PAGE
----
Financial oversight panel unveils climate risk plan
An interagency panel of financial regulators on Thursday approved a series of recommendations meant to help the federal government identify and fend off climate-related risks to the financial system.
The Financial Stability Oversight Council (FSOC) on Thursday issued a long-awaited report on the ways climate change and the societal response to it can pose risks across the financial sector.
The report does not order member agencies to take any direct regulatory action, nor does it call for mobilizing the financial sector against the fossil fuel industry. Instead, the FSOC report lays out a series of steps regulators should take to help the U.S. match other nations with stronger climate finance regimes.
“Today we’re recognizing how the unique existential risks of the planet will affect every aspect of our lives and the lives of our children, including through effects on the financial sector,” said Treasury Secretary Janet Yellen , who chairs FSOC.
FSOC also includes the leaders of the Federal Reserve Board, Securities and Exchange Commission, Commodity Futures Trading Commission, Office of the Comptroller of the Currency, Federal Deposit Insurance Corp., Consumer Financial Protection Bureau, Federal Housing Finance Agency, and National Credit Union Administration, along with an independent member with insurance industry experience.
All FSOC members voted to recommend the report except for FDIC Chair Jelena McWilliams, a Trump appointee who abstained from the voting but expressed a general concern with the financial impact of climate change. McWilliams is one of two Trump appointed FSOC members — including Fed Chair Jerome Powell — but is the sole Republican on the FDIC board.
While some FSOC member agencies have already begun accounting for climate risks, the report marked a breakthrough moment of relative agreement among financial regulators, who had long ignored such issues until President Biden ’s election.
The report acknowledges the myriad ways climate change could roil the financial system, including banks’ and investors’ exposure to climate risks, insurance losses on homes and buildings vulnerable to extreme weather and the economic impact of shifts away from fossil fuels.
It also identifies the significant challenges FSOC and its member agencies will face in setting consistent standards for climate data, the complex and novel nature of accounting for climate-related financial risks and high stakes of failure.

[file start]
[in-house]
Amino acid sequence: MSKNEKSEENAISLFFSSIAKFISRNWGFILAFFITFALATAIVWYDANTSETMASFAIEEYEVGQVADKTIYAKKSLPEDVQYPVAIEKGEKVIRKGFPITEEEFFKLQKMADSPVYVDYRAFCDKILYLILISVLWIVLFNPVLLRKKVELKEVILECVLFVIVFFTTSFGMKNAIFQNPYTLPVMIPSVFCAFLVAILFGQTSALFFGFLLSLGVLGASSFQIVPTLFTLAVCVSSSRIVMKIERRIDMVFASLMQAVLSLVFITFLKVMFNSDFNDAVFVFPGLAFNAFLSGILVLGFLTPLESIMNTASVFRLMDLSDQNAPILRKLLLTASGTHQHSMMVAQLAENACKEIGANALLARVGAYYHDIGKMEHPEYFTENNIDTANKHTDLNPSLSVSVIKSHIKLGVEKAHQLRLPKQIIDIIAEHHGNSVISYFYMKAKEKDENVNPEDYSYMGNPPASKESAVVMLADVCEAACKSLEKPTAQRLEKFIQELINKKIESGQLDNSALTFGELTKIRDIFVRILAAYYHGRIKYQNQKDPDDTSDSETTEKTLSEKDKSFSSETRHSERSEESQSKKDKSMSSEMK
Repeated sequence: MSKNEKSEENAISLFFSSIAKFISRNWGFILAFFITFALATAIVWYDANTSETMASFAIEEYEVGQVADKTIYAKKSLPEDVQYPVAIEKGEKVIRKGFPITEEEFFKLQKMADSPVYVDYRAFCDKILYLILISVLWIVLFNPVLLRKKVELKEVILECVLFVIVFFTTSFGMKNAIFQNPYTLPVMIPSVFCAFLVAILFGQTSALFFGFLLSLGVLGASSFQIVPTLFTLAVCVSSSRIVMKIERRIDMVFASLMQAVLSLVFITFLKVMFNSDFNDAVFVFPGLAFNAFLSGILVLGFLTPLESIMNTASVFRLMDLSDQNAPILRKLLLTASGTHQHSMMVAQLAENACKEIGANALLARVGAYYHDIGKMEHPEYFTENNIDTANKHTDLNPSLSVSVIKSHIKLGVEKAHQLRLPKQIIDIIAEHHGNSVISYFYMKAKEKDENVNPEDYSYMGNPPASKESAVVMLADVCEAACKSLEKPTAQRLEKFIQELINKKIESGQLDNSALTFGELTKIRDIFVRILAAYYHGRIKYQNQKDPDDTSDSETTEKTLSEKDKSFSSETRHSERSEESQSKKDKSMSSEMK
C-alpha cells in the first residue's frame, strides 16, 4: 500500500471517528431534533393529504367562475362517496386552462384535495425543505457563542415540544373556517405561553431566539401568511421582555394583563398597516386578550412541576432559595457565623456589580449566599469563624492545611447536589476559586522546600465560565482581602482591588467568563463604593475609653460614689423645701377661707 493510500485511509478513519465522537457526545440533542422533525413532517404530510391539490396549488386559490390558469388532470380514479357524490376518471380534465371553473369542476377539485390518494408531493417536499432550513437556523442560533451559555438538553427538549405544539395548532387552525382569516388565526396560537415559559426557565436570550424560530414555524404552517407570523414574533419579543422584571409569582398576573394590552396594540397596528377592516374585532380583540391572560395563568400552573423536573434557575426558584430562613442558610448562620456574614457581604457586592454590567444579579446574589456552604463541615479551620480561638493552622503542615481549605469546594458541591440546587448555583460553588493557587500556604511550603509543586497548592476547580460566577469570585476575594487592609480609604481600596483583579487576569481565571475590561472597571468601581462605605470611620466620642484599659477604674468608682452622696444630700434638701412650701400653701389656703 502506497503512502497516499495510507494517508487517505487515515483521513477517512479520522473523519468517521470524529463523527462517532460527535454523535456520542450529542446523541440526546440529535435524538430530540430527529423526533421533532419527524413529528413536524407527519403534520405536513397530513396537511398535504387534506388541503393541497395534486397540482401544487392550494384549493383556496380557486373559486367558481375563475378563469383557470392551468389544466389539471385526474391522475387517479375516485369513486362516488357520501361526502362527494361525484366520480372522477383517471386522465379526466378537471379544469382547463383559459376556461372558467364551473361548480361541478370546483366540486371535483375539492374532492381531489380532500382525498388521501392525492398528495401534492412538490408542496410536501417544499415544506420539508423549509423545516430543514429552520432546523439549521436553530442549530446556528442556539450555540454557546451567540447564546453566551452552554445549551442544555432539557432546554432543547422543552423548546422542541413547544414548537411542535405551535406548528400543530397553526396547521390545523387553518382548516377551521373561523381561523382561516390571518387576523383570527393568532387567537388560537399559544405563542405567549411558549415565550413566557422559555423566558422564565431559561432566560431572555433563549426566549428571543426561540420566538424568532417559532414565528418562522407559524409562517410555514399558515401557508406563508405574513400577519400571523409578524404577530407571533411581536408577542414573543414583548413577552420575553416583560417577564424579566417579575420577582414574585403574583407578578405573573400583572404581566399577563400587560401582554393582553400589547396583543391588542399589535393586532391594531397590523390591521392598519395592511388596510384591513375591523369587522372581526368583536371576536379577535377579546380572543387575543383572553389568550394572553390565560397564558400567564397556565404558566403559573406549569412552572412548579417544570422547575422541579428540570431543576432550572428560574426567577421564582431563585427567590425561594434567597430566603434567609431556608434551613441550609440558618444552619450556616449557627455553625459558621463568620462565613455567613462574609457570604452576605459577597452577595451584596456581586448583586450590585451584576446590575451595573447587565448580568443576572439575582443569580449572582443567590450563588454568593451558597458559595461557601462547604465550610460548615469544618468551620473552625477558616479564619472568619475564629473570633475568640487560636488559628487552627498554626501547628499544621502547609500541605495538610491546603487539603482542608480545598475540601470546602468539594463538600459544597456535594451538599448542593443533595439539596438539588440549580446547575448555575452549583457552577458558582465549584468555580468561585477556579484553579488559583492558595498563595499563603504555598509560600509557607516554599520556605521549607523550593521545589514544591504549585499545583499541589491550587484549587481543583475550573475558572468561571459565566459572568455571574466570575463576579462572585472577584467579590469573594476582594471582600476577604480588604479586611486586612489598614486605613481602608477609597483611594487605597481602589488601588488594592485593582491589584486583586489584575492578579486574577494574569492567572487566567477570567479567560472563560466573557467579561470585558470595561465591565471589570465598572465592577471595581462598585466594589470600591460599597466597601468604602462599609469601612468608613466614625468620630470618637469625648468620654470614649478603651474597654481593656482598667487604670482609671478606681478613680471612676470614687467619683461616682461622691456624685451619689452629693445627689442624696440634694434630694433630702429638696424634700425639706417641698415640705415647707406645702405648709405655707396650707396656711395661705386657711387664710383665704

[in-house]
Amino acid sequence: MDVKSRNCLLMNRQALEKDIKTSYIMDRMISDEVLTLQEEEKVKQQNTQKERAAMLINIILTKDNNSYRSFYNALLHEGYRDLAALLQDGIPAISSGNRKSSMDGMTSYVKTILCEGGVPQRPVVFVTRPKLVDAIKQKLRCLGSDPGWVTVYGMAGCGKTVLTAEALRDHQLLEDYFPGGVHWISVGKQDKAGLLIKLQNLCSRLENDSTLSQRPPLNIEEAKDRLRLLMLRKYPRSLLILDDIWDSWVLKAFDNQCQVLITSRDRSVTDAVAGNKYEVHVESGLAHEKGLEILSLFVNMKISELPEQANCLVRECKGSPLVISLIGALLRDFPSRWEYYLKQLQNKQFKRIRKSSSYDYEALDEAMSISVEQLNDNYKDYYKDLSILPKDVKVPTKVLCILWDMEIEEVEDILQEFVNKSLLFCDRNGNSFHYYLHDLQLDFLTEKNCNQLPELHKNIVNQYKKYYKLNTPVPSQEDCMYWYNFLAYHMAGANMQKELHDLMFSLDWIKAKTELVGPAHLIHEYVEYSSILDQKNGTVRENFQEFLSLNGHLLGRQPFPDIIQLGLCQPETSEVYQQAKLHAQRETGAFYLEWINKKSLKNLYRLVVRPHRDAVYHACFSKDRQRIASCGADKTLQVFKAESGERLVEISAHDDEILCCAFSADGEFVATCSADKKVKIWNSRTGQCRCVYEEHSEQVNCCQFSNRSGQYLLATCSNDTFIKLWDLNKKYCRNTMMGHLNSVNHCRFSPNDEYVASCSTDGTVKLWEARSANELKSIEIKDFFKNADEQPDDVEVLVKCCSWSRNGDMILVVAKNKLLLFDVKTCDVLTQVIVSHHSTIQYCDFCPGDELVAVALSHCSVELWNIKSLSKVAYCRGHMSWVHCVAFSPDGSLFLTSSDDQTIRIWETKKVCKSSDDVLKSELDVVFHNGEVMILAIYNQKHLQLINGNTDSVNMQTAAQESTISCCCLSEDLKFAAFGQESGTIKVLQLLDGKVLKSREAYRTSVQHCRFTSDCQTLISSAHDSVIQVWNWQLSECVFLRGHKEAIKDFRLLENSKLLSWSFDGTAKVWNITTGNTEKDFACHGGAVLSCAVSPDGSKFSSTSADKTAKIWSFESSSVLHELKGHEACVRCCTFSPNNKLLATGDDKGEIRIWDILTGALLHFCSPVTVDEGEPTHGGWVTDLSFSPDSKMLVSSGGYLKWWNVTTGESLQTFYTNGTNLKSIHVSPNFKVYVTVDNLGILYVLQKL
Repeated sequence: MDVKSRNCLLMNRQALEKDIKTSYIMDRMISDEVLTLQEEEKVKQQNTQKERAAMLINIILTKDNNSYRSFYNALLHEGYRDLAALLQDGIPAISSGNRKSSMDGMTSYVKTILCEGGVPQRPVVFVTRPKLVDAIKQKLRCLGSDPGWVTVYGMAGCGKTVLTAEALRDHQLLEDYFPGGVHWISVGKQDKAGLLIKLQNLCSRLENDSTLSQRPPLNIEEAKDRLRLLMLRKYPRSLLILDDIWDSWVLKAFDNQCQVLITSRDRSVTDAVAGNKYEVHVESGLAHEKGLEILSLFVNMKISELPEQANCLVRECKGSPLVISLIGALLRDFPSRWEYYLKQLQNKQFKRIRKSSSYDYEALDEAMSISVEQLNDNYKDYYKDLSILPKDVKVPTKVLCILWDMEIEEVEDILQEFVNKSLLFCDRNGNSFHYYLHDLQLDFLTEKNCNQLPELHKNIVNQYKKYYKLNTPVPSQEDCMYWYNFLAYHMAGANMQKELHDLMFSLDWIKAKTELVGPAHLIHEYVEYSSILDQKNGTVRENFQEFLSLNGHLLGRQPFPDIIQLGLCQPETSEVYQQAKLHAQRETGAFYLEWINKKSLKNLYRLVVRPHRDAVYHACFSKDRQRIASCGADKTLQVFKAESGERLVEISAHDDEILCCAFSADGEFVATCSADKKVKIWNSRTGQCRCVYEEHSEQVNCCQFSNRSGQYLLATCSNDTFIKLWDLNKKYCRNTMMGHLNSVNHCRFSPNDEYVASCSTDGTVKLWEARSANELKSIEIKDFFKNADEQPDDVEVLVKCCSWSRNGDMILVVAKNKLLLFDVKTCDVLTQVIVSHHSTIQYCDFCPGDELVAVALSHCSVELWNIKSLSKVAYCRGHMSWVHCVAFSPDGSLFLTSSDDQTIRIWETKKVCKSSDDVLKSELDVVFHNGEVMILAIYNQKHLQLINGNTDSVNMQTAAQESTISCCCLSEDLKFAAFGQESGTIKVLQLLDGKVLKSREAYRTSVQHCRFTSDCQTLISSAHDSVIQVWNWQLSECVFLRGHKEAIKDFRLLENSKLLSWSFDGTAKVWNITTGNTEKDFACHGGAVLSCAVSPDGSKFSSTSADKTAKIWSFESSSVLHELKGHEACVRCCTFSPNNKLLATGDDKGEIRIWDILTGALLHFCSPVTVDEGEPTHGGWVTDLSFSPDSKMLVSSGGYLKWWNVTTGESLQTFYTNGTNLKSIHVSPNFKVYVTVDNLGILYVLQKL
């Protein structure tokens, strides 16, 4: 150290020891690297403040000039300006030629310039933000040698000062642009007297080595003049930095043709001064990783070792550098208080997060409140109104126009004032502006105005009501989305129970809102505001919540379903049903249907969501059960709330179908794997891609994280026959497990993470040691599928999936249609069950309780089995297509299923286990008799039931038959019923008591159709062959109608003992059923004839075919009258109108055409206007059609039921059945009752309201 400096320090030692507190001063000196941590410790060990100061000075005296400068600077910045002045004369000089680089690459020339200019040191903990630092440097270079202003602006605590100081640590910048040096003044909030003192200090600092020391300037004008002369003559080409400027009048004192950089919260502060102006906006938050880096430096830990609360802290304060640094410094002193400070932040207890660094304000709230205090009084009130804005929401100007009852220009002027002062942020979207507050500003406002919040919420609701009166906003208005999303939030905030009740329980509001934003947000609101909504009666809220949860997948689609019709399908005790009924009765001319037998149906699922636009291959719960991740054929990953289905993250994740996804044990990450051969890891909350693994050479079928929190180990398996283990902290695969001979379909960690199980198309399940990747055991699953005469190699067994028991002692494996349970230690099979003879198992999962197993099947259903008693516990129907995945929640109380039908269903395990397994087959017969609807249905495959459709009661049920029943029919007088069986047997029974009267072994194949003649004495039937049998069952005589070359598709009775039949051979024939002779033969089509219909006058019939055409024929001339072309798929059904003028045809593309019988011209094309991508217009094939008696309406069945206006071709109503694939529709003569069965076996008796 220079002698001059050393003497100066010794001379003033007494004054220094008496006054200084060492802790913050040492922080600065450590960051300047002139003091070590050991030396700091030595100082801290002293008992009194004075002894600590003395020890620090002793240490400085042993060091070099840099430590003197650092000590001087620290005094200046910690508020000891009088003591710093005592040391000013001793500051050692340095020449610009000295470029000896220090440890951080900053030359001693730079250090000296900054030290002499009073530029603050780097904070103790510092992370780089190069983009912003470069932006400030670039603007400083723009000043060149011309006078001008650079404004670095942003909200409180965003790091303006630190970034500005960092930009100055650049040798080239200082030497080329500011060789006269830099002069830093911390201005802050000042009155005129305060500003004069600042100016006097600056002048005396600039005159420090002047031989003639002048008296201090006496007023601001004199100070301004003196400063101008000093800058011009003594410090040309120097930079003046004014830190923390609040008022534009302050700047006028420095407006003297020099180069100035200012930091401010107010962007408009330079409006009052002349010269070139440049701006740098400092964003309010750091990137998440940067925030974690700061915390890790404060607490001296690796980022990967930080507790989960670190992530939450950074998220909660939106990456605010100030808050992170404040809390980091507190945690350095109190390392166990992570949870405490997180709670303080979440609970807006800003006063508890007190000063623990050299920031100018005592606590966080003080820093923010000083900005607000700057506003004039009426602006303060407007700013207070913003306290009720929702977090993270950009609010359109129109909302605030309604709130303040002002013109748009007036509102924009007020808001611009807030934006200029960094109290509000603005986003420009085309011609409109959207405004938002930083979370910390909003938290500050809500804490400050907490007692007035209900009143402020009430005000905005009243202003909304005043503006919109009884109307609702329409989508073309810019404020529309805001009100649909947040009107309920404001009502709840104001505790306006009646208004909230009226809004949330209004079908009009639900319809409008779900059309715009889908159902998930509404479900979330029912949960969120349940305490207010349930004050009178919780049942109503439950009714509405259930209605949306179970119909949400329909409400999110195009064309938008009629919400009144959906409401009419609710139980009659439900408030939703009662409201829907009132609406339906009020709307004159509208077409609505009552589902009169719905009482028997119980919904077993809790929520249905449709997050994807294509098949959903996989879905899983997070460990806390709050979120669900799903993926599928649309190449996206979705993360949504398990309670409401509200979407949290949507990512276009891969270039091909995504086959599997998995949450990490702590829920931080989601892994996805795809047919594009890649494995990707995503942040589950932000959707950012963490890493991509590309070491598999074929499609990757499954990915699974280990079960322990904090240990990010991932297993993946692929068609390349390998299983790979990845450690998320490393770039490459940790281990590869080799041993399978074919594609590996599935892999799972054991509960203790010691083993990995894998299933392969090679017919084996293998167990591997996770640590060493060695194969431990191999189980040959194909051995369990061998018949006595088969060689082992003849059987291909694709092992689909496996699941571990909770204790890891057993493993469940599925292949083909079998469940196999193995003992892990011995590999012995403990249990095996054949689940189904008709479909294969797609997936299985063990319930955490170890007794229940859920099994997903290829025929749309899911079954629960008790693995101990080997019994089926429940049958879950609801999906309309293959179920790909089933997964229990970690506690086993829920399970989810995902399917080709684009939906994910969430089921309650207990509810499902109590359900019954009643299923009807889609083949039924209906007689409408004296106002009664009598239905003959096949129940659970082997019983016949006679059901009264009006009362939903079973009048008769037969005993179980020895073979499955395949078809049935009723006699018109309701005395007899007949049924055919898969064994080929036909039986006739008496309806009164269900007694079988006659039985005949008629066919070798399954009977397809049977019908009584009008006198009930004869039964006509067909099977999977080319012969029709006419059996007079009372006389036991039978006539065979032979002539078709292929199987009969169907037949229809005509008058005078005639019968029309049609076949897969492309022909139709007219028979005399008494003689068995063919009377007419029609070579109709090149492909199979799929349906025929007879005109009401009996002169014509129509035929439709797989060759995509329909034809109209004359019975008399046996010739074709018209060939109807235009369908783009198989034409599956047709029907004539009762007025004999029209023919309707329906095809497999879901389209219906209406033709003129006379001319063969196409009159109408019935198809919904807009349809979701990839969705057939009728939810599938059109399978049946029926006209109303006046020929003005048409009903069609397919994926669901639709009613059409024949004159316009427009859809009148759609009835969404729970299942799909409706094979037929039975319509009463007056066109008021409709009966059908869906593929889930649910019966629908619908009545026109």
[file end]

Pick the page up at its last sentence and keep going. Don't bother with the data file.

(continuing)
The report recommends the creation of a special FSOC climate advisory committee to aid regulators as they develop frameworks for monitoring risks in their slices of the financial system, and bolstering FSOC staff with climate experts. It also suggests a series of steps for each agency to take, including climate risk disclosure requirements and scenario analyses for the firms they supervise.
Environmental groups responded with lukewarm praise, lauding FSOC for taking its first and most serious steps toward climate finance regulations while noting how far behind the U.S. was compared to the United Kingdom and European Union. Both the U.K. and EU have bolstered climate risk disclosures and begun the process of testing banks on their ability to withstand certain climate-related shocks with regulatory penalties for those who follow.
Evergreen Action Campaigns Director Lena Moffitt said the report is “necessary, but it is not sufficient.
“While the report lays out some initial steps for assessing and addressing climate-fueled financial risk, the action items included in the report must be only a baseline. Simply studying and disclosing climate risks is not enough,” she continued.
“Now it is vital that each agency disclose specific plans on how it will deliver. With a very small window to prevent the next climate disaster, each agency must now provide specific timelines when they plan to put in place measures to protect the safety and soundness of our financial system, our institutions, our savings and our communities,” echoed Steven M. Rothstein, managing director of Ceres Accelerator for Sustainable Capital Markets at the sustainability nonprofit Ceres.
Fed officials have ruled out climate stress tests, however, and the idea faces significant pushback from bank lobbyists. Republican lawmakers have also blasted regulators for even considering the risks of climate change on their own, let alone penalizing firms for climate-related reasons.
“If the Biden administration thinks it can change the Earth’s temperature, it should ask Congress—which is accountable to the American people—to change our laws. Continuing down a path of misusing financial regulation to achieve liberal policy objectives sets a very dangerous precedent,” said Sen. Pat Toomey (R-Pa.), ranking Republican on the Senate Banking Committee.